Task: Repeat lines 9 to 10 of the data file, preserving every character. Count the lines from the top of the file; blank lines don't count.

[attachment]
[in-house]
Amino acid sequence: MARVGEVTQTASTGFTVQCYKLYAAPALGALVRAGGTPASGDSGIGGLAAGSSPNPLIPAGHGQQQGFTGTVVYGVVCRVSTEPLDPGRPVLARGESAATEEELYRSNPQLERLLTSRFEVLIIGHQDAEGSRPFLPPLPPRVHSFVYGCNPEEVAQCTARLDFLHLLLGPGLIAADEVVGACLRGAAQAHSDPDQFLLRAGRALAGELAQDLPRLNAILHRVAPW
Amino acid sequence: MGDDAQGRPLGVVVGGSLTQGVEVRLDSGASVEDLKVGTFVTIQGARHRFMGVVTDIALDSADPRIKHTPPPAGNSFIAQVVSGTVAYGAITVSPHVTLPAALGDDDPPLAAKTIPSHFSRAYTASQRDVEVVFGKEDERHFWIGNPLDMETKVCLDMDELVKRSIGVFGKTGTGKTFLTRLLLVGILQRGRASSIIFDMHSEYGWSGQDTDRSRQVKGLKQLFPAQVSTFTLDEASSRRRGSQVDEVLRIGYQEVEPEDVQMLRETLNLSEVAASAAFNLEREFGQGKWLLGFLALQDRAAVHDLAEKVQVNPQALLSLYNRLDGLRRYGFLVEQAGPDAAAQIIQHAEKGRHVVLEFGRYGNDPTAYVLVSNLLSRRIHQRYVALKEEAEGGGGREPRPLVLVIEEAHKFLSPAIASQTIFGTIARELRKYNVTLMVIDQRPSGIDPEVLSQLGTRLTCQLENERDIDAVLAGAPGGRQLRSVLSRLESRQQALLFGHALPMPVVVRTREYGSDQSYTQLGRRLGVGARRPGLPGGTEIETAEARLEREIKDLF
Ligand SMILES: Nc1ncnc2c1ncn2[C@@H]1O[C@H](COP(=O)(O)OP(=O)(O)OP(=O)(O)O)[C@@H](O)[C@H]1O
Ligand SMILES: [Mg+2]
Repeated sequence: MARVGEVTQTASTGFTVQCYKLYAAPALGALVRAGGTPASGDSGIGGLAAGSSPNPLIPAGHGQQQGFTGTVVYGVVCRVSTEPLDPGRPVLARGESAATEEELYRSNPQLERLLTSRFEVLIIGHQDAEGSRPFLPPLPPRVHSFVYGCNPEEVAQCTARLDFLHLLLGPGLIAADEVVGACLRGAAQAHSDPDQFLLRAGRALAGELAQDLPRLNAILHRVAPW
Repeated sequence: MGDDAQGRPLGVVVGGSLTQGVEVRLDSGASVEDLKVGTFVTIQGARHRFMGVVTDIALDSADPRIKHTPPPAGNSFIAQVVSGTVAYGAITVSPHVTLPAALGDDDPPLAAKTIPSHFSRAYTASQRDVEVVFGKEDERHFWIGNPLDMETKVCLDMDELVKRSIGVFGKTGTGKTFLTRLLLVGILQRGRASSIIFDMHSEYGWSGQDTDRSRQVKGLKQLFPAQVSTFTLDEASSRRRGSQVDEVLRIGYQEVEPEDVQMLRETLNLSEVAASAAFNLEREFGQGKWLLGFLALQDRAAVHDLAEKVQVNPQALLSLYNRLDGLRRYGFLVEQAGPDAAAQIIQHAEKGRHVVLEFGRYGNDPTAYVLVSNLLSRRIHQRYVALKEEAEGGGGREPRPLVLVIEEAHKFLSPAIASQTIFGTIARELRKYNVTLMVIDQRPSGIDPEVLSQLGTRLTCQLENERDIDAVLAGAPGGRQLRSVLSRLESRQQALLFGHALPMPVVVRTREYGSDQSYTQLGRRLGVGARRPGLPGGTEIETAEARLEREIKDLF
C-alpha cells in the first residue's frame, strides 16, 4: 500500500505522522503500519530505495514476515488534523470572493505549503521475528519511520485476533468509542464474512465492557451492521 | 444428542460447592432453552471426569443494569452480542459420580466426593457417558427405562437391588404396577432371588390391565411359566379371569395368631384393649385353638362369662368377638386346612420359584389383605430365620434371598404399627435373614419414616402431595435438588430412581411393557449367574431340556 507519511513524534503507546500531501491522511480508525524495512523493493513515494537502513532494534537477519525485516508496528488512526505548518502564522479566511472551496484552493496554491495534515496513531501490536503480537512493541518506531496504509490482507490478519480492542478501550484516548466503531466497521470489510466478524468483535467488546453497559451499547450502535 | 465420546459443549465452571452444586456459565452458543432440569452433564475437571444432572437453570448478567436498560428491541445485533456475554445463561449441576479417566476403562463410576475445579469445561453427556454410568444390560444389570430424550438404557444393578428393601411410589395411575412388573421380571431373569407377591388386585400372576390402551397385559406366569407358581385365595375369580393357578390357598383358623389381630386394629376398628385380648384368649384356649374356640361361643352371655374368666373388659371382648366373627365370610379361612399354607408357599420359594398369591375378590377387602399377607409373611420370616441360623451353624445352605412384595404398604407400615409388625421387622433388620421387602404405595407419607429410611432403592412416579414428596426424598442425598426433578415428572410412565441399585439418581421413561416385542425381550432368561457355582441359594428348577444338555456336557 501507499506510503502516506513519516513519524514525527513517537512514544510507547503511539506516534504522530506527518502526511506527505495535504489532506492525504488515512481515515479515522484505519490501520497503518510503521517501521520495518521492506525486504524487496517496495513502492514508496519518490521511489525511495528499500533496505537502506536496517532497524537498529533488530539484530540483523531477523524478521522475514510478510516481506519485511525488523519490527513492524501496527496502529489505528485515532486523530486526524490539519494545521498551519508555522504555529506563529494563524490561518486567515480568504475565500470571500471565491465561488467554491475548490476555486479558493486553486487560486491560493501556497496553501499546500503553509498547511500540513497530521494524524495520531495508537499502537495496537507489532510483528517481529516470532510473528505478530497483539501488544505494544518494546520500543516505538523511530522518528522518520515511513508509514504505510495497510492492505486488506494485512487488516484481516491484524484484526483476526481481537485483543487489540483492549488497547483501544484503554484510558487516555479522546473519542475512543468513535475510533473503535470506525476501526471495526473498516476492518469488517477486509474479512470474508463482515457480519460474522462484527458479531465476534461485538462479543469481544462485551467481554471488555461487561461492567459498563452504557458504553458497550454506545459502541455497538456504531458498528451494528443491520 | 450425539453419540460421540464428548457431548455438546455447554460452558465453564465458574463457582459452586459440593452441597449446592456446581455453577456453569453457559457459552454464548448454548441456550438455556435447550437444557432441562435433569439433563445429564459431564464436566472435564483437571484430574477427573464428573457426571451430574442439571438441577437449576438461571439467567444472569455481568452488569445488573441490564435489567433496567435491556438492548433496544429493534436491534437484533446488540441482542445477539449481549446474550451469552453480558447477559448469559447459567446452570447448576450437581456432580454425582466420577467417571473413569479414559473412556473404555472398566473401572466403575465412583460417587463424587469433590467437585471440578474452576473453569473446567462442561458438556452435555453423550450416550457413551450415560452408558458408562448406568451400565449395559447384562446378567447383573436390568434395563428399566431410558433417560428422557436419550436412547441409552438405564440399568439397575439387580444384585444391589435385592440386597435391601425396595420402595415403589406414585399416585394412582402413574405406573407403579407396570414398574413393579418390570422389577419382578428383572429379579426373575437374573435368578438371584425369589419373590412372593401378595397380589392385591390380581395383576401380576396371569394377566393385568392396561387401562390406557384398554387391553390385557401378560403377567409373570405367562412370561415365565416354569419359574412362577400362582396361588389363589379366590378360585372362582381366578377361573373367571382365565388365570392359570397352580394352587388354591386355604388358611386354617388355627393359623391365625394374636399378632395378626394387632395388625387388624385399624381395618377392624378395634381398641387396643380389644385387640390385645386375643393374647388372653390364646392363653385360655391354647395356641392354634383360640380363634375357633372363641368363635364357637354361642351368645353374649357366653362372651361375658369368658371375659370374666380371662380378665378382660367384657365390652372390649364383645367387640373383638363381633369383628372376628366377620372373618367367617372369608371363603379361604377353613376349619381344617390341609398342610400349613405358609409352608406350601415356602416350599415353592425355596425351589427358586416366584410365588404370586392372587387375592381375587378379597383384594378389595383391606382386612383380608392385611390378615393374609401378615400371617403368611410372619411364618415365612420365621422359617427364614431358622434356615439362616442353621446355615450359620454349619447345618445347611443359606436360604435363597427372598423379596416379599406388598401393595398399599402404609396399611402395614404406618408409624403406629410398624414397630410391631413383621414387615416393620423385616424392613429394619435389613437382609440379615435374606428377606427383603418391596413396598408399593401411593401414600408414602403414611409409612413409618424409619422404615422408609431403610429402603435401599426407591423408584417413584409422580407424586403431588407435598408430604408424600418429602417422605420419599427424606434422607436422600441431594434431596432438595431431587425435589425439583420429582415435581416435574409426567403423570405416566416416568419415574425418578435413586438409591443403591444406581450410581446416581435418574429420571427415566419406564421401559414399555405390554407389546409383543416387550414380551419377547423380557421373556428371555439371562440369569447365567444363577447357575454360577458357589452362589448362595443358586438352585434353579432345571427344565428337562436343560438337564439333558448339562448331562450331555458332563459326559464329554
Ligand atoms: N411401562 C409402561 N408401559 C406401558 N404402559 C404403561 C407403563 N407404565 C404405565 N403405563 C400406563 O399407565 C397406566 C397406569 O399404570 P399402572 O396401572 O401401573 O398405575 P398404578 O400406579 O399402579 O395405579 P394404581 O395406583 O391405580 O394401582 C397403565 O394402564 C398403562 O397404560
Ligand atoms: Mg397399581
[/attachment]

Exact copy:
Ligand atoms: N411401562 C409402561 N408401559 C406401558 N404402559 C404403561 C407403563 N407404565 C404405565 N403405563 C400406563 O399407565 C397406566 C397406569 O399404570 P399402572 O396401572 O401401573 O398405575 P398404578 O400406579 O399402579 O395405579 P394404581 O395406583 O391405580 O394401582 C397403565 O394402564 C398403562 O397404560
Ligand atoms: Mg397399581